Intense Pulsed Light (IPL) FAQ
Q: What is Intense Pulsed Light (IPL)?
A: Intense Pulsed Light, also known as IPL, is a cosmetic procedure that uses broad-spectrum light to target various skin conditions and concerns.
Q: What conditions can be treated with IPL?
A: IPL is commonly used to treat skin issues such as sun damage, age spots, hyperpigmentation, rosacea, spider veins, acne scars, and fine lines, and now it’s used for the treatment of Dry Eyes, eyelid telangiectasia, and chalazion.
Q: How does IPL work?
A: IPL devices emit multiple wavelengths of light that are selectively absorbed by specific targets in the skin, such as melanin (pigment) or hemoglobin (blood vessels). The absorbed light energy heats and damages the target, stimulating the body's natural healing response and leading to the improvement of the skin condition and Dry eye
Q: How does it treat Dry Eyes?
A: The controlled pulse of light is directed towards the lower eyelids and cheek area, targeting the Meibomian glands and the abnormal blood vessels (telangiectasia) which contribute to the inflammation that leads to gland dysfunction. IPL is used to improve the flow and quality of the meibum (the oily component of tears) by unclogging the glands and restoring their proper functioning.
Q: Is IPL safe?
A: When performed by a trained professional, IPL is generally considered safe. However, like any medical procedure, there can be potential risks and side effects, such as redness, swelling, temporary darkening or lightening of the skin, blisters, and scarring. It is important to have a consultation with a qualified practitioner to determine if IPL is suitable for you and to discuss any concerns or risks.
Q: Does IPL hurt?
A: IPL treatments may cause mild discomfort, often described as a rubber band snapping against the skin. However, most people tolerate the procedure well.
Q: How long does an IPL treatment session take?
A: The duration of an IPL session can vary depending on the area being treated and the specific condition. Typically, a session for the treatment of dry eyes can last about 10-15 minutes.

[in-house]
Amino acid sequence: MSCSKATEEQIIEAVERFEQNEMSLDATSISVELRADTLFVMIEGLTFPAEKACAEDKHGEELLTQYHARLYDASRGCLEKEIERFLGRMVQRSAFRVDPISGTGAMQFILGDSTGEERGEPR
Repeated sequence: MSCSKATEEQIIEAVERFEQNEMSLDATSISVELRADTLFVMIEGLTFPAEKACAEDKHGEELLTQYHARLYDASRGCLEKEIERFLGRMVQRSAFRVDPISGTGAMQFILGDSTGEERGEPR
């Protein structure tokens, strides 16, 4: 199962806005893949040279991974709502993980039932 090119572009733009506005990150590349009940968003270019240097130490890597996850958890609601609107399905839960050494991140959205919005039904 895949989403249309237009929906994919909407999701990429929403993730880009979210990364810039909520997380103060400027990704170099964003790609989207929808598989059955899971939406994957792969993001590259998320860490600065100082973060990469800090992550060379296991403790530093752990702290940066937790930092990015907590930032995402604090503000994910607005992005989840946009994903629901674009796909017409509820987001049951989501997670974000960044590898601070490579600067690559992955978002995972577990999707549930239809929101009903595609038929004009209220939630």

Q: How many IPL sessions are usually required?
A: Generally, a series of 4 treatments spaced about 3 to 4 weeks apart is needed and a fifth session about 6 months later.
Q: Is there any downtime after an IPL treatment?
A: Following an IPL treatment, there is usually no downtime. Some individuals may experience mild redness, swelling, or a sunburn-like sensation, which usually resolves within a few hours to a few days. Makeup can typically be applied immediately after treatment.
Q: Are IPL results permanent?
A: While IPL can provide long-lasting results, it does not stop the natural aging process. Maintenance treatments may be recommended periodically to sustain the results over time.
Q: What should I do before an IPL treatment?
A: Before an IPL treatment, it's advisable to avoid sun exposure, tanning beds, and self tanning products for several weeks. You may also need to discontinue certain medications or skincare products that can increase skin sensitivity. Follow any pre-treatment instructions provided by your practitioner.
Q: What should I expect after an IPL treatment?
A: After an IPL treatment, you may experience temporary redness, swelling, or mild skin sensitivity in the treated area. These effects usually subside within a few hours to a few days. It's crucial to protect your skin from sun exposure and follow any post-treatment instructions given by your practitioner.
Q: Are there any limitations or contraindications for IPL?
A: Yes, there are certain limitations and contraindications for IPL. The treatment is generally not recommended for pregnant women, individuals with active skin infections, open wounds, or recent sunburns, and those taking specific medications that increase light sensitivity. It's crucial to disclose your medical history and any medications you're currently taking to your practitioner
Q: Why isn’t IPL covered by insurance?
A: IPL has been used by dermatologists for years as a cosmetic procedure to treat various skin conditions and therefore insurance does not cover it. It is not classified with a billing code and therefore is not billable to insurance plans.